STURGEON BAY, Wis. (WFRV) – Rogue Theater will continue its “Drive-in Theater” outdoor play series this weekend with “Susan & Elizabeth: A Friendship of Consequence.”
Performances start at 6 p.m. Saturday and Sunday, Aug. 15-16, in the back parking lot of Prince of Peace Lutheran Church, 1756 Michigan St.
A portion of proceeds will go to local food pantries. Info: (920) 818-0816.
Rogue Theater is performing a series of theatrical productions outdoors in response to restrictions of the coronavirus COVID-19.
Written and performed by Susan Kohout and Chris Milton, “Susan & Elizabeth: A Friendship of Consequence” is a compilation of excerpts from the speeches, writings and letters of Susan B. Anthony and Elizabeth Cady Stanton, leaders in the right to vote for American women.
The timing of this production is significant because next week marks 100 years since the ratification of the 19th Amendment to the U.S. Constitution, which starts with this:
“The right of citizens of the United States to vote shall not be denied or abridged by the United States or by any state on account of sex.”
After passage by Congress on June 4, 1919, Wisconsin was among the first three states to ratify the proposed amendment. Wisconsin signed on June 10, 1919, along with Illinois and Michigan. The signing by Tennessee on Aug. 18, 1920, secured the adoption of the amendment.
Granting women the right to vote took decades of agitation and protest, and Susan B. Anthony (portrayed by Susan Kohout) and Elizabeth Cady Stanton (portrayed by Chris Milton) were leading figures.
Susan Kohout and Chris Milton have performed their play throughout the eastern part of Wisconsin for a number of years. From their material:
Susan B. Anthony (1815-1902) was a plain-spoken, disciplined Quaker. She was single-minded in her drive to promote her many causes. A strategist, she made compromises when necessary to move forward on her issues.
Elizabeth Cady Stanton (1815-1902) was a mother of seven and an uncompromising revolutionary. She was born to wealth, enjoying fine clothes and fine food. While often tied to her family and household, she provided speeches, articles and letters that kept the issues alive.
In July 1848, a Women’s Rights Convention was held at Seneca Falls, New York. A group of approximately 200 women and men assembled to hold what became the beginning of the Women’s Rights Movement. Organized by Elizabeth Cady Stanton and Lucretia Mott, a well-known activist for abolition and women’s rights, a speech was given by Elizabeth Cady Stanton at the beginning of the two-day Seneca Falls Convention.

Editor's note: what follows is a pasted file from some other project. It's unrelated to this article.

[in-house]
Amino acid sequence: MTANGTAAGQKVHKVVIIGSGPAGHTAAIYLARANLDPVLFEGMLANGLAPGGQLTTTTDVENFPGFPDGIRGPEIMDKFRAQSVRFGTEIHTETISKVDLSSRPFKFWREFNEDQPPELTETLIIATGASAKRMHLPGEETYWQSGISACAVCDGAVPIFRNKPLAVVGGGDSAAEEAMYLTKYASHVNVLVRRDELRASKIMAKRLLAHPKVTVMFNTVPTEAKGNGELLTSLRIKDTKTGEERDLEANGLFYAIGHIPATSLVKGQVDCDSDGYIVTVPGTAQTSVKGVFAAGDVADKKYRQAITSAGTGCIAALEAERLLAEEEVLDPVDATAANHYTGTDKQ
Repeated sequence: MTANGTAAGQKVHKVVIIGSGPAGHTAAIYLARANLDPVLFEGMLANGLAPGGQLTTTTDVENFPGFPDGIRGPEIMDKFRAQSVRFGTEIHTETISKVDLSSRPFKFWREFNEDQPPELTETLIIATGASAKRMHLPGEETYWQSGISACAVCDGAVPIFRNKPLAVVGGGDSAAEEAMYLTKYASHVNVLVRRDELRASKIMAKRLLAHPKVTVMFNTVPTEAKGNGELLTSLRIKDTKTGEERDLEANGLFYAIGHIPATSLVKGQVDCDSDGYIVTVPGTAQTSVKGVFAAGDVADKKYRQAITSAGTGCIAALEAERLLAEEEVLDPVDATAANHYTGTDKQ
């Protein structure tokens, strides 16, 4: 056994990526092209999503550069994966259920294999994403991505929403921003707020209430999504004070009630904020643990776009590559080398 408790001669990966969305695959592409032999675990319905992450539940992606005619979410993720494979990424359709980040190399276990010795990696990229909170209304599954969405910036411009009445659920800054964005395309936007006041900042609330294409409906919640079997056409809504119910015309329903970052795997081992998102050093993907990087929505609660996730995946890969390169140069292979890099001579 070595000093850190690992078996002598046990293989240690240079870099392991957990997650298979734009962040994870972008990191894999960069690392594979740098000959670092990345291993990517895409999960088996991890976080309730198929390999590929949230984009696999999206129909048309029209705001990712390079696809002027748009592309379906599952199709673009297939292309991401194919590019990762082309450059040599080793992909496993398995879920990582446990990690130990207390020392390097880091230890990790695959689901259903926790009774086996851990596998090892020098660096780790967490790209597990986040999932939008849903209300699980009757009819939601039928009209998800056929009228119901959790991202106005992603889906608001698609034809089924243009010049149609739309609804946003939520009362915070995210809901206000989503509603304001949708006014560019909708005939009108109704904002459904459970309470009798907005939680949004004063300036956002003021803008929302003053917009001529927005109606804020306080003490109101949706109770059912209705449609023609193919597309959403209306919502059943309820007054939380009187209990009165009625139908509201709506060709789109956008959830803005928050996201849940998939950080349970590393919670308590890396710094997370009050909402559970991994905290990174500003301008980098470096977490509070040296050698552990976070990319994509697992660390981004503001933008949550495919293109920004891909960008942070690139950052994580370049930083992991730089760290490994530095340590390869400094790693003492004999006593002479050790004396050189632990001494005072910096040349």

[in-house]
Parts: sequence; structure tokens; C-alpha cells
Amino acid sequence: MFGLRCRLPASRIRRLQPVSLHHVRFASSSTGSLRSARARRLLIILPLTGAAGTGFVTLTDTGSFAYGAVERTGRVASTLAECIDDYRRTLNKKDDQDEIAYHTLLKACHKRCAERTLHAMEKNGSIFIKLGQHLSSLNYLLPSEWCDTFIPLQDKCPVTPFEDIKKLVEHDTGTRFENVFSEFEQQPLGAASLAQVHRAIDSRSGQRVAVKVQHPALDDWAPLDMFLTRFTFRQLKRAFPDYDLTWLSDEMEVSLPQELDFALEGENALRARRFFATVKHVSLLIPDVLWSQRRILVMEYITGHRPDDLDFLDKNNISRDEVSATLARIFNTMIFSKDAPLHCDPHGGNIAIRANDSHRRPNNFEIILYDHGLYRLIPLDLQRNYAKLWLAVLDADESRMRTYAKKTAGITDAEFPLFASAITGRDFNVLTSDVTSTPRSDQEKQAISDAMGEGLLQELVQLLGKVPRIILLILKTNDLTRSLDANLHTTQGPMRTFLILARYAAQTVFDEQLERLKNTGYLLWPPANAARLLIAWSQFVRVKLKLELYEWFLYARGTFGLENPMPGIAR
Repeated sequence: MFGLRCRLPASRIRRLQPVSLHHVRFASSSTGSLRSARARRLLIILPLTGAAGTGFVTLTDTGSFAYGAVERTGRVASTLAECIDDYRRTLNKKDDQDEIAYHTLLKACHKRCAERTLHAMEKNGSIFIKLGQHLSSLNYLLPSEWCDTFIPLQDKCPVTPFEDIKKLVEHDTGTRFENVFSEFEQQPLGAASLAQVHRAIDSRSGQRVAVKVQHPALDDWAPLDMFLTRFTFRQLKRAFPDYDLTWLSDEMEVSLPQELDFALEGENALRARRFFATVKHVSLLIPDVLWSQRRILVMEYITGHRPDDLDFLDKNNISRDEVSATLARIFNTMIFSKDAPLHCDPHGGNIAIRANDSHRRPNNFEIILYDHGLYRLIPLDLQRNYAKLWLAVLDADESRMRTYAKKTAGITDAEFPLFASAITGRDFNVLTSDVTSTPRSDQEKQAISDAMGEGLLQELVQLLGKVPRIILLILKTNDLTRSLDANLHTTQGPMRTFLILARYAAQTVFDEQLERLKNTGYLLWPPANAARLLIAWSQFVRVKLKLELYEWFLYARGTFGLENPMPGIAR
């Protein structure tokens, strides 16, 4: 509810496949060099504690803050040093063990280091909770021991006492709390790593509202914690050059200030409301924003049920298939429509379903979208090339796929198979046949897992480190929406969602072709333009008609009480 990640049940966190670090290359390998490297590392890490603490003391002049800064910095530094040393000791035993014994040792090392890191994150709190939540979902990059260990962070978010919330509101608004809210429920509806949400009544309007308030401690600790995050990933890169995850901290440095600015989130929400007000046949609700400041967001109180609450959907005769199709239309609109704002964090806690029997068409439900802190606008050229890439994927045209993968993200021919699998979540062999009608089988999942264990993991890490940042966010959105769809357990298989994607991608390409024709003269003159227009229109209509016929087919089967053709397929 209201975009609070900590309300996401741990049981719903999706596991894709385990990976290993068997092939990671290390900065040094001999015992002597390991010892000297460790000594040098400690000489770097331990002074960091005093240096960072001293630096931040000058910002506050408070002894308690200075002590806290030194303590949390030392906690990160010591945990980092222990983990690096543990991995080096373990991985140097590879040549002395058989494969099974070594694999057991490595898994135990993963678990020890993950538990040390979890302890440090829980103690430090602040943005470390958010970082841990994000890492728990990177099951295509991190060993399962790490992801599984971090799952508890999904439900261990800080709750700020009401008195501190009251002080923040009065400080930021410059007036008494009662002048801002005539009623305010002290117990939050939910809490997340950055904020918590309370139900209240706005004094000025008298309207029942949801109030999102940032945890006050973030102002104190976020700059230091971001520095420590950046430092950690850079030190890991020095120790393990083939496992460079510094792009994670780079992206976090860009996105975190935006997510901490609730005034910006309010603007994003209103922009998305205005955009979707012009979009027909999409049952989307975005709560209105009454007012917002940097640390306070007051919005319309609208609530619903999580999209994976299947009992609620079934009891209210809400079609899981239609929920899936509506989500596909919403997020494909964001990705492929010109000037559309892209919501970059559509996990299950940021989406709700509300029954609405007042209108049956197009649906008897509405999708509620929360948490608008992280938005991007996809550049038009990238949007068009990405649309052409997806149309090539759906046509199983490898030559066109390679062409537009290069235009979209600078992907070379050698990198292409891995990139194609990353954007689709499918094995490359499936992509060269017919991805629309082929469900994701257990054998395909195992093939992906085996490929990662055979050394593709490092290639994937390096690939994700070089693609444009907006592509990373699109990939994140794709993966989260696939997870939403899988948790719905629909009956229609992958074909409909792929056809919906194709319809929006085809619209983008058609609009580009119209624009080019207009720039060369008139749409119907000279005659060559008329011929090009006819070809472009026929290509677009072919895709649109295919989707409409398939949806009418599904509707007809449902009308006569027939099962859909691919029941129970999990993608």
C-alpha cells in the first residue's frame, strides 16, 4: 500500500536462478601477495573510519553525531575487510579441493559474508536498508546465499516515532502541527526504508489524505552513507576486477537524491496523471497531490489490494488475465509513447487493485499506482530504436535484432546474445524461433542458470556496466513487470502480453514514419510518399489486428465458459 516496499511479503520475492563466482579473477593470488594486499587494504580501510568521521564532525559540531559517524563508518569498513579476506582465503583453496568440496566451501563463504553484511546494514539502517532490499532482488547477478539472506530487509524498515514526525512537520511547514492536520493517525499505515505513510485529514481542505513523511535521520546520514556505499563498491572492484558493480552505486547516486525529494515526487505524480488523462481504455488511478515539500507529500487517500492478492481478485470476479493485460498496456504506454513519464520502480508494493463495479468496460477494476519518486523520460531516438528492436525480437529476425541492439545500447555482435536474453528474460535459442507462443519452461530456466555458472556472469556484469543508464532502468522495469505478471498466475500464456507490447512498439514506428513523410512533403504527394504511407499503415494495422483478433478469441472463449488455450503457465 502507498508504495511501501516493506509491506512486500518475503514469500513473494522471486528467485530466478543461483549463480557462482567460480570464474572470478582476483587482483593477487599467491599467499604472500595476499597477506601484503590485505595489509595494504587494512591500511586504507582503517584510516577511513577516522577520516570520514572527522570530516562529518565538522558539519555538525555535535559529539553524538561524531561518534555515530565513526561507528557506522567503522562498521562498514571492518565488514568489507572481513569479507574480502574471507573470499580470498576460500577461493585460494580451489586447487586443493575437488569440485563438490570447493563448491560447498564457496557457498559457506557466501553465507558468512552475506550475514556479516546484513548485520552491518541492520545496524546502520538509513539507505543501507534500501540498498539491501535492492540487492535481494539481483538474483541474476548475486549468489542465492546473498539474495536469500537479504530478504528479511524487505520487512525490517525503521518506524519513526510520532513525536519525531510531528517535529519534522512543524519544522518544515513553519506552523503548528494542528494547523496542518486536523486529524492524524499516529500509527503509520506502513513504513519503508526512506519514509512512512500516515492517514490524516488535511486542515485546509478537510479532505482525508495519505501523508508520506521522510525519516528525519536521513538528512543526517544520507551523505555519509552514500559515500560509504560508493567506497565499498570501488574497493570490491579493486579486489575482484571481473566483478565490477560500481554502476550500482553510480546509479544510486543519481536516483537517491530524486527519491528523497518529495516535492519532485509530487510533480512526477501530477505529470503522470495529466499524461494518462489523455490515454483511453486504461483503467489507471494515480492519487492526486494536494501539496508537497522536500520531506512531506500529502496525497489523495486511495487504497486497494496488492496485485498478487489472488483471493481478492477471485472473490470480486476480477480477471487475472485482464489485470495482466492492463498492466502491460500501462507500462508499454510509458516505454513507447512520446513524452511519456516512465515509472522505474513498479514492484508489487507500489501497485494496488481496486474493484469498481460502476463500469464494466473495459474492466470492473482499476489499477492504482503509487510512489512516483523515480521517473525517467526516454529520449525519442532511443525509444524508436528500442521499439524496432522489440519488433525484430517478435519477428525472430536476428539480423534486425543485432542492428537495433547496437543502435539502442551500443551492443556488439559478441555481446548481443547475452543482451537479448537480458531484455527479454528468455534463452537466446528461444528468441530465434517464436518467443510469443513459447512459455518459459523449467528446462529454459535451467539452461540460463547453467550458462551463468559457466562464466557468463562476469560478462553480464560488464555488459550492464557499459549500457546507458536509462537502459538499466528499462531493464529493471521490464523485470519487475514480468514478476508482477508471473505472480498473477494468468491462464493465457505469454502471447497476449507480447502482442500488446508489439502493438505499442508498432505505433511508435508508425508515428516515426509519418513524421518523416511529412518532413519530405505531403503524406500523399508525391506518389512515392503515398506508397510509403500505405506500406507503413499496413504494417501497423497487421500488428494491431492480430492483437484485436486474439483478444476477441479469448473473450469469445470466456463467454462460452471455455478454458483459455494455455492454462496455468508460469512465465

Then in 1851, Susan B. Anthony and Elizabeth Cady Stanton embarked on a collaboration that evolved into one of the most productive working partnerships in American history. As uncompromising women’s rights leaders, they revolutionized the political and social condition of women in American society.
Stanton was the leading voice and philosopher of the women’s rights and suffrage movements while Anthony was the powerhouse who commandeered the legions of women who struggled to win the ballot for American women. These two women worked together for more than 50 years to fight for women’s right to vote.
Although neither lived to see the passage of the 19th Amendment in 1920, they are arguably the most important figures in the suffrage movement.
In imagining what a conversation between the friends might have been like, Susan Kohout and Chris Milton created connective phrases for the sake of flow and continuity. In the play, Susan visits Elizabeth at her home in June 1902 in New York City for what will be their final conversation.
In a visioning of that visit, the two friends reminisce about their long and productive partnership in the struggle for women’s suffrage and are occasionally “transported” back in time as they recall a particular speech or letter.